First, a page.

Terry Dolan was appointed Hull City’s manager on the final day of January 1991 to replace Stan Ternent, his former assistant at Bradford City. Dolan joined the Tigers two days after resigning from the manager’s post at Rochdale – it quickly emerged that Rochdale believed the Tigers had approached Dolan with a job offer without seeking prior permission from his current employer. This accusation was upheld on appeal in July 1991 and the rule contravention cost Hull City a £40,000 fine.
Ternent had left the Tigers marooned at the bottom of the Division Two table and Dolan’s arrival sparked a revival, winning three and drawing four of his first nine League matches. However an intense April 1991 schedule yielded no wins from seven matches and the Tigers were consigned to Division Three for the first time in seven years.
Dolan came to Hull City at a time when the financial largesse of Don Robinson was a distant thing of the past, and the club was operated on a tight financial leash by majority shareholder Christopher Needler, chairman Richard Chetham and his successor, local accountant Martin Fish, who took over in the summer of 1991 when Chetham stepped aside following a heart attack. Terry therefore had to make full use of his wheeler-dealing skills in the transfer market and often used his contacts in the West Yorkshire football scene garnered during his previous playing and managerial careers. In the 1991 close season Dolan signed goalkeeper Alan Fettis from Ards in Northern Ireland, young midfielder Gareth Stoker from Leeds United as well as returning Hull-born larkers Mick Matthews and Stuart Young. His masterstroke was to take a chance on another Hull lad, former City junior Dean Windass who was now playing for North Ferriby United and improving his physical conditioning working on buildings sites across the city. Windass’s signing, and subsequent departure, went on to define Dolan’s tenure at Hull City.
Dolan’s new look side struggled in the opening weeks of the 1991/92 season but four wins and two draws in the League during October and November 1991 lifted the Tigers into the top eight. However a winless run of nine League games in December and January, plus defeat to top flight side Chelsea in the FA Cup Third Round, saw City’s position decline considerably and by mid February the club had fallen into the bottom two of the Division Three table. A ten match run without defeat averted the threat of relegation and three wins at the end of the season saw the Tigers finish in 14th position. The 1992/93 season followed a similar streaky pattern of boom-and-bust football – City were second in the table after five matches, then a twelve match winless run saw the team drop into the bottom six by early December. A mini-revival in the New Year meant that despite losing all of the last four matches of the season, Dolan’s side avoided relegation by three points and one position.
In the 1993 close season Dolan signed an eclectic mix of new players – former Bradford City full back Brian Mitchell, his assistant manager’s son Chris Lee, former England striker Steve Moran and nippy winger Neil Mann. The resulting mix of youth and experience worked a charm, the Tigers started the season superbly and were top of the League Division 2 table when they beat Dolan’s former side Bradford City at the start of October 1993. The team struggled to maintain that form but stayed around the top six for much of the season before dropping to 10th place when they failed to win any of their last four matches. The 1994/95 season followed the reverse pattern – winless in the first three games, the Tigers won nine of the next fourteen games (including the finest Dean Windass goal of all time at Wycombe Wanderers) and were third in the table by the end of November. But again the challenge was not sustained by Dolan’s side and the Tigers finished eighth.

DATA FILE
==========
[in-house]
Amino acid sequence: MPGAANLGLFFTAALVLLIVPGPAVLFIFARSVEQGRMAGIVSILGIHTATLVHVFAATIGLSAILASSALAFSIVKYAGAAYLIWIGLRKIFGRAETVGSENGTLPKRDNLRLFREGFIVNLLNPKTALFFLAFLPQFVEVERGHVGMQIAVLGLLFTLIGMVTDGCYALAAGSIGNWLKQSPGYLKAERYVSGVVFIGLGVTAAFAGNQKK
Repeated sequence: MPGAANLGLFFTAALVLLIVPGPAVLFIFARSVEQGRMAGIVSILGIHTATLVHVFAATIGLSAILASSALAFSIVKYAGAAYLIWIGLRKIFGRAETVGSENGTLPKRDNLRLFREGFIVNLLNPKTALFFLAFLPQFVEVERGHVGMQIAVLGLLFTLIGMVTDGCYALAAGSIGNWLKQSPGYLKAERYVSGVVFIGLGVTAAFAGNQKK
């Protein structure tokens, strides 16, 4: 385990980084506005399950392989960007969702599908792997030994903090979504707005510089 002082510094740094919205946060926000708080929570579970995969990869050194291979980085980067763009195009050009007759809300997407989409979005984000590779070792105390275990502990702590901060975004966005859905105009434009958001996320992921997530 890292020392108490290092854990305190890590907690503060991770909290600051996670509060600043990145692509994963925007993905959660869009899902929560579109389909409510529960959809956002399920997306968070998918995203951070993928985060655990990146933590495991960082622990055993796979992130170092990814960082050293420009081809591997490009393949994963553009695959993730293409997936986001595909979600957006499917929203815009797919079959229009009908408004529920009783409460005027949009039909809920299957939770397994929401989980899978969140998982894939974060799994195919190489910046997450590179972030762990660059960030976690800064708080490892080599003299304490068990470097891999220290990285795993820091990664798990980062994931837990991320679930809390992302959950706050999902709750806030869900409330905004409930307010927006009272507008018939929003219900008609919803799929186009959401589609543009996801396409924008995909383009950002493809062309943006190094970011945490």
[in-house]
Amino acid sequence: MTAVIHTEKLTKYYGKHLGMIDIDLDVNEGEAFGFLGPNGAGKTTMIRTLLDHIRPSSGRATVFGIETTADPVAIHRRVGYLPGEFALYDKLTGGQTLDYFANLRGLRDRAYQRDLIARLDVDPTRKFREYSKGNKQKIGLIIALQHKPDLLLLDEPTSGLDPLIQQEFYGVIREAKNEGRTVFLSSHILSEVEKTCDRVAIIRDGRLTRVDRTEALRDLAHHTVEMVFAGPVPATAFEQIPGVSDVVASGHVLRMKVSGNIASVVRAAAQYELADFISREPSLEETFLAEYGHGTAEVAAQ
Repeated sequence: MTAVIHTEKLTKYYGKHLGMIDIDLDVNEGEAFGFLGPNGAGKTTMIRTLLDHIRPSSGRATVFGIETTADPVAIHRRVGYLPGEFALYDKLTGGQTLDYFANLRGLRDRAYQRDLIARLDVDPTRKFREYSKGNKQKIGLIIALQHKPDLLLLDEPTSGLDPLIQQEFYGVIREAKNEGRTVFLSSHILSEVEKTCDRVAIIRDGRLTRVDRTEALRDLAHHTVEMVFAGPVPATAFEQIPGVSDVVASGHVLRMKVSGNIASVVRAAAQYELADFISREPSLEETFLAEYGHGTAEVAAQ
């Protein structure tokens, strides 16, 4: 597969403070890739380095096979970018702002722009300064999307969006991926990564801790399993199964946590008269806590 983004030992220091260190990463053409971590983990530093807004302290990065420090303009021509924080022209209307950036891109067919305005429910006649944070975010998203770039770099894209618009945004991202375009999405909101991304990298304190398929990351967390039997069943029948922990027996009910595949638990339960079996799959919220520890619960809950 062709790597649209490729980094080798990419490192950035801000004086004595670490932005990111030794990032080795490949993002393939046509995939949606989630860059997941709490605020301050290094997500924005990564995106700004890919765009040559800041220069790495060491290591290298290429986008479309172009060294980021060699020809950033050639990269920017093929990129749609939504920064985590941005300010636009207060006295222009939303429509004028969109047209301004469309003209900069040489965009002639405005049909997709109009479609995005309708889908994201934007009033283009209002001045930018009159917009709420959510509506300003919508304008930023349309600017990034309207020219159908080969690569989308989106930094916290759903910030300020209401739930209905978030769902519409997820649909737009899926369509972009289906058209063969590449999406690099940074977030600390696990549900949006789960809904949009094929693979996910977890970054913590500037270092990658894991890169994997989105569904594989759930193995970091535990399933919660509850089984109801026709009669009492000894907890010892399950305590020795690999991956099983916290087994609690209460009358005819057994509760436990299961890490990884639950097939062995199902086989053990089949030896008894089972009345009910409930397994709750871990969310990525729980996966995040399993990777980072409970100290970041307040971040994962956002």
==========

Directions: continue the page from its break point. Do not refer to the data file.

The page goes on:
Hull City were now sinking into further financial problems and Dolan was forced to sell key players. The 1995/96 season started poorly and by December 1995 City were rock bottom and forced to sell their prized asset Dean Windass in order to balance the books. When it later emerged that Dolan was in receipt of a percentage of player sales the increasingly difficult relationship between the club’s management team and the fans became further soured. Alan Fettis followed Windass out of the Boothferry Park door in January 1996 and a season that yielded only five wins saw the Tigers finish a steepling 21 points short of relegation survival and dumped into League Division 3 – the final game of the season saw the fans of promotion chasing Bradford City handed the home stands at Boothferry Park with Tigers fans consigned to the away end, an act seen by many supporters as the final straw that sparked open warfare between fans and the club’s hierarchy, notably chairman Fish and manager Dolan.
City retained Dolan’s services for the 1996/97 season, this decision appeared inexplicable at first but when the season started City performed well and were entrenched in the play-off positions by the end of September. But another winter collapse of form saw the Tigers drop away to seventeenth place by the end of the season. The stench of decline and failure now pervaded the whole club and matchday attendances had crashed to an all-time low. When chairman Fish and major shareholder Christopher Needler sold the club to tennis star and gymnasium mogul David Lloyd in June 1997 the writing was on the wall for Dolan – he was dismissed two weeks later.
Terence Peter “Terry” Dolan was born and raised in Bradford and played both football and rugby union in his youth. At 16 he joined local Division Four club Bradford City as an apprentice and by January 1968 he was playing in the Bantams’ Reserves side. In December 1968 Dolan, still an amateur player, transferred to local rivals Bradford Park Avenue and within three months he was handed a senior debut, a March 1969 League match against Wrexham. Bradford were perennial strugglers during the late 1960s and finished bottom of the Football League at the end of the 1968/69 season, earning re-election that summer. With Dolan now signed to their professional ranks and playing regular first team football, Bradford again struggled in the 1969/70 season, finishing bottom of the table for a third consecutive season. The club’s inability to resurrect its fortunes tested the patience of fellow League clubs and despite a promised £20,000 cash injection from club chairman Herbert Metcalfe, Bradford Park Avenue failed to achieve re-election in May 1970 and were expelled from Division Four and replaced by Cambridge United. Terry was one of Bradford’s most promising prospects and he spent June 1970 on trial at Division One side Arsenal. However Dolan started the 1970/71 season playing for Bradford Park Avenue in the Northern Premier League before being sold to Division One side Huddersfield Town in October 1970, a £1,000 fee being paid – Dolan made 49 senior appearances for Bradford Park Avenue.